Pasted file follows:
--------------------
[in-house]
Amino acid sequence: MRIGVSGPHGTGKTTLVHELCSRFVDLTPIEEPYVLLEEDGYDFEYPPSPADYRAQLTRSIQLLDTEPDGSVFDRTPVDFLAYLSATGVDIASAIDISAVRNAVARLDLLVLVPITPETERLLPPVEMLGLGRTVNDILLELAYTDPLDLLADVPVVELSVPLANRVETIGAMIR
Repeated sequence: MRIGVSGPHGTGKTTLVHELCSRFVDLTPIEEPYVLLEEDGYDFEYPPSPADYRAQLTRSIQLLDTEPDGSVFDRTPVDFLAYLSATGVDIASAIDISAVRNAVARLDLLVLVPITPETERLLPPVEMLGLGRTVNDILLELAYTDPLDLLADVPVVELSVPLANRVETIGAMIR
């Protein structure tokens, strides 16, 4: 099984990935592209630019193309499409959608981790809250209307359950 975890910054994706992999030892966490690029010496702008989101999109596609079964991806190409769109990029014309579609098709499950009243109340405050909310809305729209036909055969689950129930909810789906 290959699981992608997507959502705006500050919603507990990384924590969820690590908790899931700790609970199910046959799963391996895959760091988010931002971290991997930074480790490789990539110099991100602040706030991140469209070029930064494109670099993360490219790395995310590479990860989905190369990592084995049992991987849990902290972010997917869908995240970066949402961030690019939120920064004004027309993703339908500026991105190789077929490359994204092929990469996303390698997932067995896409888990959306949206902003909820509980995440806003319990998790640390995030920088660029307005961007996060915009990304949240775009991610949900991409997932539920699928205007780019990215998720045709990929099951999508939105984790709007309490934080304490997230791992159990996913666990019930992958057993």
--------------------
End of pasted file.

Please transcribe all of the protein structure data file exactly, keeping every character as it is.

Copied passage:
[in-house]
Amino acid sequence: MRIGVSGPHGTGKTTLVHELCSRFVDLTPIEEPYVLLEEDGYDFEYPPSPADYRAQLTRSIQLLDTEPDGSVFDRTPVDFLAYLSATGVDIASAIDISAVRNAVARLDLLVLVPITPETERLLPPVEMLGLGRTVNDILLELAYTDPLDLLADVPVVELSVPLANRVETIGAMIR
Repeated sequence: MRIGVSGPHGTGKTTLVHELCSRFVDLTPIEEPYVLLEEDGYDFEYPPSPADYRAQLTRSIQLLDTEPDGSVFDRTPVDFLAYLSATGVDIASAIDISAVRNAVARLDLLVLVPITPETERLLPPVEMLGLGRTVNDILLELAYTDPLDLLADVPVVELSVPLANRVETIGAMIR
């Protein structure tokens, strides 16, 4: 099984990935592209630019193309499409959608981790809250209307359950 975890910054994706992999030892966490690029010496702008989101999109596609079964991806190409769109990029014309579609098709499950009243109340405050909310809305729209036909055969689950129930909810789906 290959699981992608997507959502705006500050919603507990990384924590969820690590908790899931700790609970199910046959799963391996895959760091988010931002971290991997930074480790490789990539110099991100602040706030991140469209070029930064494109670099993360490219790395995310590479990860989905190369990592084995049992991987849990902290972010997917869908995240970066949402961030690019939120920064004004027309993703339908500026991105190789077929490359994204092929990469996303390698997932067995896409888990959306949206902003909820509980995440806003319990998790640390995030920088660029307005961007996060915009990304949240775009991610949900991409997932539920699928205007780019990215998720045709990929099951999508939105984790709007309490934080304490997230791992159990996913666990019930992958057993």